I tried the wine after 1 hr, 1.5 hr,s and 2 hrs of breathing from a 1L bottle.
The bouquet wasn’t as big as I expected it to be is tart cherries, roasted nuts, oak, and tons of vanilla extract. An odd start and the nose was not necessarily impressing me.
Definitely a level or two toned down from the last couple vintages but still a little bit much for me. It has decent acidicity on the front attack followed by some sweet dark fruit, oak, and vanilla to finish with out much in terms of tannins giving it a softer rounder texture. The problem was, all that remains on the finish is a slight vanilla extract-like flavor that ca get tiring after more than a glass.
Could improve with age and more integration in the bottle with the surprising level of acidity. I’m glad Caymus is toning down the fructose bombs from the previous couple years but they still have a ways to go, at least for me.
I’m sure there are many who enjoy this type of profile, it’s just not for me yet. Perhaps I will give a Caymus SS a try at some point, but I think Caymus and I will be taking a break from each other for a while.
Jerome - this is not a direct shot at you, just an observation and question to the regulars here because of your thread.
Everyone knows how Caymus makes their wine, and everyone who doesn’t like this style shouldn’t even bother. It’s Cab for the masses and it obviously sells well. Members here are usually more purist wine geeks and don’t enjoy this kind of profile so why keep trying? Is the repetitive bashing fun or is is masochistic?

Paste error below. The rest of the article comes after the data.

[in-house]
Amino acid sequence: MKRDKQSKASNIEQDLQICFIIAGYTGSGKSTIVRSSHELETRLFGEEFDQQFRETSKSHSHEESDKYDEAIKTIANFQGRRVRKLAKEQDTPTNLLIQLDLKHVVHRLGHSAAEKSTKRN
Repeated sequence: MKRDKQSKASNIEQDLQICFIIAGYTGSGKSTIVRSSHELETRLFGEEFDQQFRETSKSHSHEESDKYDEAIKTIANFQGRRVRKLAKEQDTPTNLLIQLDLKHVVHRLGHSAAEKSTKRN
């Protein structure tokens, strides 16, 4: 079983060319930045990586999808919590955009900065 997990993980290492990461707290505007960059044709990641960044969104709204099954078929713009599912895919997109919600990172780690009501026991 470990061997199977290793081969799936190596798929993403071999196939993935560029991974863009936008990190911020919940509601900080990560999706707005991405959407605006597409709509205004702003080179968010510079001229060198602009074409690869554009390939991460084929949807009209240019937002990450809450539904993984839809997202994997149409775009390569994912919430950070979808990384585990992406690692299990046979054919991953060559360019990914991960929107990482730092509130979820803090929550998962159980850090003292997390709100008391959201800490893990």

I totally understand where you are coming from so I shall clarify my reasoning.
I actually had only tasted one caymus before and it was before I had even heard of it or even knew wine.
My palate has evolved greatly since then because I had only really started drinking wine after that point. I wanted to give it a try because I am not overly familiar with California wines and wanted to know how my palate aligns with Caymus knowing what I know now.
It was not some masochistic endeavor to beat a dead horse, I was exploring and discovering what I like and don’t like. And now I know.
I have no objection specifically to Jerome’s comments or this thread, and I said at the very beginning of my post that this was not aimed at him… but I knew somebody would willfully ignore that portion of my post. Thanks for confirming my suspicions!
I had the 2012 first, and I was told by everyone else I knew that the 13 was more of the same. I also heard that in the past Caymus was not like that. That’s basically why I was going to see what was going on. Hope that makes more sense Was not trying to mislead anyone.
Ditto. I found the note useful because outside of my wine buddies, this is one of the wines people ask me about. I start with a rant about how the vineyard sources are drastically different than in the 1980s and how the production count might be understated because some is shipped directly to Asia and how the winery seems to be raking in huge money with cynical winemaking and blah blah but I’m not going to actually taste a Caymus any time soon so this note is helpful. And measured and credible. I detected zero bashing in the OP.
Meanwhile the 1976 and 1978 regular Caymuses are truly outstanding wines, as are the very low production 1978,1985 and 1987 and to a lesser extent 1991 Special Selections.
Jerome, I don’t understand how You can open an expensive 2014 cabernet, and expect a treat.
I don’t know this specific wine, but I assume it needs cellaring, maybe even for a long time, to just start showing positive signs.
Do Caymus recommend consuming this, on “release” ?
For Me, it’s like eating a stone hard Brie cheese, or a pear that is not ripe, and so on.
If You drink ultra young wines, to get the experiences regarding how they will evolve, then I understand the baby-killing.